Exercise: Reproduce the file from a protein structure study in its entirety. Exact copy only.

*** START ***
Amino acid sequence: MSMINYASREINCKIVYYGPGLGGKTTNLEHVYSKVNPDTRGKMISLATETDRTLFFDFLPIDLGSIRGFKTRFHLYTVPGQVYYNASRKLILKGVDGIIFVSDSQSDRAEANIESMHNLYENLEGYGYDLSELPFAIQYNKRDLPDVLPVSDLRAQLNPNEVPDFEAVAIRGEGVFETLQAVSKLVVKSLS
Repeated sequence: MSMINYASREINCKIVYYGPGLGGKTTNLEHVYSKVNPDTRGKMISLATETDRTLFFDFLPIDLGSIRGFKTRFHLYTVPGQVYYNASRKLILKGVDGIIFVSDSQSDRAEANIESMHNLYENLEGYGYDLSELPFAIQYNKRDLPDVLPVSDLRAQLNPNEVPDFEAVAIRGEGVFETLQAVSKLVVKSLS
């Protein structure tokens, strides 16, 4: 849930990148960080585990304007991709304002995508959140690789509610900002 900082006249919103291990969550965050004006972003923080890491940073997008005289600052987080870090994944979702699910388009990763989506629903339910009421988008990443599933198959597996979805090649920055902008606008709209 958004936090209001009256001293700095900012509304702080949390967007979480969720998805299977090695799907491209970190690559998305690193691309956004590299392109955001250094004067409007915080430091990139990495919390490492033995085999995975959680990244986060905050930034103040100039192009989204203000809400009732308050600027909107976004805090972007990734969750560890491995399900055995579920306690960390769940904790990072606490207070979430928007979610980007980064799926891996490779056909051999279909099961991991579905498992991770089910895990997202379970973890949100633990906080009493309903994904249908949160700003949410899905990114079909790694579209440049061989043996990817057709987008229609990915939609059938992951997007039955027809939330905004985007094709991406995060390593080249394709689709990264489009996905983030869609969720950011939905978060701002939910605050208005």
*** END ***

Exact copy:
Amino acid sequence: MSMINYASREINCKIVYYGPGLGGKTTNLEHVYSKVNPDTRGKMISLATETDRTLFFDFLPIDLGSIRGFKTRFHLYTVPGQVYYNASRKLILKGVDGIIFVSDSQSDRAEANIESMHNLYENLEGYGYDLSELPFAIQYNKRDLPDVLPVSDLRAQLNPNEVPDFEAVAIRGEGVFETLQAVSKLVVKSLS
Repeated sequence: MSMINYASREINCKIVYYGPGLGGKTTNLEHVYSKVNPDTRGKMISLATETDRTLFFDFLPIDLGSIRGFKTRFHLYTVPGQVYYNASRKLILKGVDGIIFVSDSQSDRAEANIESMHNLYENLEGYGYDLSELPFAIQYNKRDLPDVLPVSDLRAQLNPNEVPDFEAVAIRGEGVFETLQAVSKLVVKSLS
């Protein structure tokens, strides 16, 4: 849930990148960080585990304007991709304002995508959140690789509610900002 900082006249919103291990969550965050004006972003923080890491940073997008005289600052987080870090994944979702699910388009990763989506629903339910009421988008990443599933198959597996979805090649920055902008606008709209 958004936090209001009256001293700095900012509304702080949390967007979480969720998805299977090695799907491209970190690559998305690193691309956004590299392109955001250094004067409007915080430091990139990495919390490492033995085999995975959680990244986060905050930034103040100039192009989204203000809400009732308050600027909107976004805090972007990734969750560890491995399900055995579920306690960390769940904790990072606490207070979430928007979610980007980064799926891996490779056909051999279909099961991991579905498992991770089910895990997202379970973890949100633990906080009493309903994904249908949160700003949410899905990114079909790694579209440049061989043996990817057709987008229609990915939609059938992951997007039955027809939330905004985007094709991406995060390593080249394709689709990264489009996905983030869609969720950011939905978060701002939910605050208005």